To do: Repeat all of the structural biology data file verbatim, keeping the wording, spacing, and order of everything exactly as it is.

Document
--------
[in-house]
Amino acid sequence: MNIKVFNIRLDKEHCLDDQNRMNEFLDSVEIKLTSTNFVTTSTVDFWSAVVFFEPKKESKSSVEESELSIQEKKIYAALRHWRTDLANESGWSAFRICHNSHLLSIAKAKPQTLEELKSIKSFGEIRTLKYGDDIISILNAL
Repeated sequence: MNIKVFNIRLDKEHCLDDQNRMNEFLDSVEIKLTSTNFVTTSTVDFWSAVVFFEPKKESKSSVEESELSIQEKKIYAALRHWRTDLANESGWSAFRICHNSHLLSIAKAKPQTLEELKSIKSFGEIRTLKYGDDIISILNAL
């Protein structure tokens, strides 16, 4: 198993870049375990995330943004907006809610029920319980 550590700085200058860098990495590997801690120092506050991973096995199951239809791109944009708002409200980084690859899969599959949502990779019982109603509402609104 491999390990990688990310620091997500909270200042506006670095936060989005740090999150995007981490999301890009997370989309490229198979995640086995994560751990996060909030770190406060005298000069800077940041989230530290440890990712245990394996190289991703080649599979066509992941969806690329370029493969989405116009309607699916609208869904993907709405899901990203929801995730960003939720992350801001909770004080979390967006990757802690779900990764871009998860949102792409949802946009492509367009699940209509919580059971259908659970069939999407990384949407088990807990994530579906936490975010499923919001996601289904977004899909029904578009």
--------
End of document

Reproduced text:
[in-house]
Amino acid sequence: MNIKVFNIRLDKEHCLDDQNRMNEFLDSVEIKLTSTNFVTTSTVDFWSAVVFFEPKKESKSSVEESELSIQEKKIYAALRHWRTDLANESGWSAFRICHNSHLLSIAKAKPQTLEELKSIKSFGEIRTLKYGDDIISILNAL
Repeated sequence: MNIKVFNIRLDKEHCLDDQNRMNEFLDSVEIKLTSTNFVTTSTVDFWSAVVFFEPKKESKSSVEESELSIQEKKIYAALRHWRTDLANESGWSAFRICHNSHLLSIAKAKPQTLEELKSIKSFGEIRTLKYGDDIISILNAL
């Protein structure tokens, strides 16, 4: 198993870049375990995330943004907006809610029920319980 550590700085200058860098990495590997801690120092506050991973096995199951239809791109944009708002409200980084690859899969599959949502990779019982109603509402609104 491999390990990688990310620091997500909270200042506006670095936060989005740090999150995007981490999301890009997370989309490229198979995640086995994560751990996060909030770190406060005298000069800077940041989230530290440890990712245990394996190289991703080649599979066509992941969806690329370029493969989405116009309607699916609208869904993907709405899901990203929801995730960003939720992350801001909770004080979390967006990757802690779900990764871009998860949102792409949802946009492509367009699940209509919580059971259908659970069939999407990384949407088990807990994530579906936490975010499923919001996601289904977004899909029904578009």